When we focus on the gifts God has given us, and consider using them for his Kingdom, it is easy to scrutinize the ‘gift’.  It is easy to point the finger back at God when we feel we have nothing of worth to give him. After all, HE made us. He could have given me a more beautiful voice, he could’ve given me the mind of Einstein or perhaps the leadership of Lincoln.

But no, he just gave me this drum.  This old, out of tune, imperfect drum, swallowed up by the mundane details of everyday life. It is easy to look at the ‘wise men’ around us who are bringing him their finest gifts, and feel defeated:

 I am just a Mom. I am sort of a writer. I am simply just not as ‘gifted’ as THAT person. So I’ll kind of play my drum…if it’s all God has given me.

But when we judge the drum, whatever it may look like in our life…we are judging God.

‘Know that the Lord is God. It is he who made us, and we are his…’ Psalm 100:3

When we think of our ability to bring a gift worthy of a King in terms of our talents, we will only half heartedly be able to play a song for him. And when we half heartedly play our drum for him, we miss Jesus.

‘As Jesus looked up, he saw the rich putting their gifts into the temple treasury.  He also saw a poor widow put in two very small copper coins.  “Truly I tell you,” he said, “this poor widow has put in more than all the others. All these people gave their gifts out of their wealth; but she out of her poverty put in all she had to live on.” Luke 21:1-4

God will ask us to give out of our ‘poverty’ at some point in our lives. Maybe it will be sickness, a broken heart, exhaustion or literal financial strain. We will have moments where we could say to God, I’ve got nothing to offer you right now. Even if I did, it would be two small coins because that is all you have given me!.

We blame our King because we forget who our King is.

When we come to him among the rich and say, This is all I have…, our King says, That is all I want.

Are we like the widow who gives all we have?

Sometimes all we feel we have is bitterness and anger. We look at our drum of a life and think, You expect me to do wonders for your kingdom with this mess?!

No. But Jesus can do wonders for his kingdom with that mess.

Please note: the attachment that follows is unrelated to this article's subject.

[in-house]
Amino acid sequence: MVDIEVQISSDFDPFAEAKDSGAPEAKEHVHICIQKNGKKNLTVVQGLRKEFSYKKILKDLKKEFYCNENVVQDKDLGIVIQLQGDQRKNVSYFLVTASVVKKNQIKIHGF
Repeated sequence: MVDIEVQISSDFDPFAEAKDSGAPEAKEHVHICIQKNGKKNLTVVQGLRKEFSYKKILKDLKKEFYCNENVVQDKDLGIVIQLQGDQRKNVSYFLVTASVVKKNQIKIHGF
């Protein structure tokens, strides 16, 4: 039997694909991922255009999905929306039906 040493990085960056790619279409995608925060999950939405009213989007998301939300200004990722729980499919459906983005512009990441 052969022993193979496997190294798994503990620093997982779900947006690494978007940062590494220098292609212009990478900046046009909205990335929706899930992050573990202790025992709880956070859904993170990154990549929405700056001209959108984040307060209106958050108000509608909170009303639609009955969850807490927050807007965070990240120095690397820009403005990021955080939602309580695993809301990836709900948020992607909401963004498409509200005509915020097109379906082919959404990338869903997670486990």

We must start lifting that entire drum up to Him if we want the beat to change…’she out of her poverty put in all she had to live on.’

When I was in college, I saved up to buy a set of Conga Drums. I had to save up because they were not cheap! There was a season that I played them every day…then every week…then….well, never. Sometimes I wonder if those drums were worth the cost?

The drum is not only our talents. The drum is our lives. We must recognize, they were bought at a great cost. They were bought with the blood of Christ.

‘But God demonstrates His own love toward us, in that while we were yet sinners, Christ died for us.’

Was it really worth the sacrifice? Did God make a poor judgment call when he ransomed our lives?

The value of the drum is set by the price paid. We best not miss the crazy love that has been poured out for us.

When we sit on our drum, complain about it’s usefulness, and question it’s ability to make a beautiful sound, we are spitting on the cross.

God Almighty sacrificed His son because he saw enormous value in saving us for His orchestra.

If the creator of the universe sees value in the condition of our lives, we better start to change our perspective.

Will we remain silent and miss our purpose?

The drum is my life: The only gift worthy of a King. If that consists of fatigue, my marriage, my kid’s snotty noses and piles of paper work…then let me learn to put in my ‘two very small copper coins’ with a thankful heart. A THANKFUL heart…because I know my King.  My King saved me for a reason.

Let me have the courage to bring my little drum among the wise men and ask with a humble heart, Shall I play for you?

I guarantee the song I play to my King will not always be lovely.

But my King is lovely. My King is full of grace. He gave me this life.

He fashioned my drum. He is listening.

As long as I am playing my drum only for Him…

He is smiling…

Smiling at me and my drum.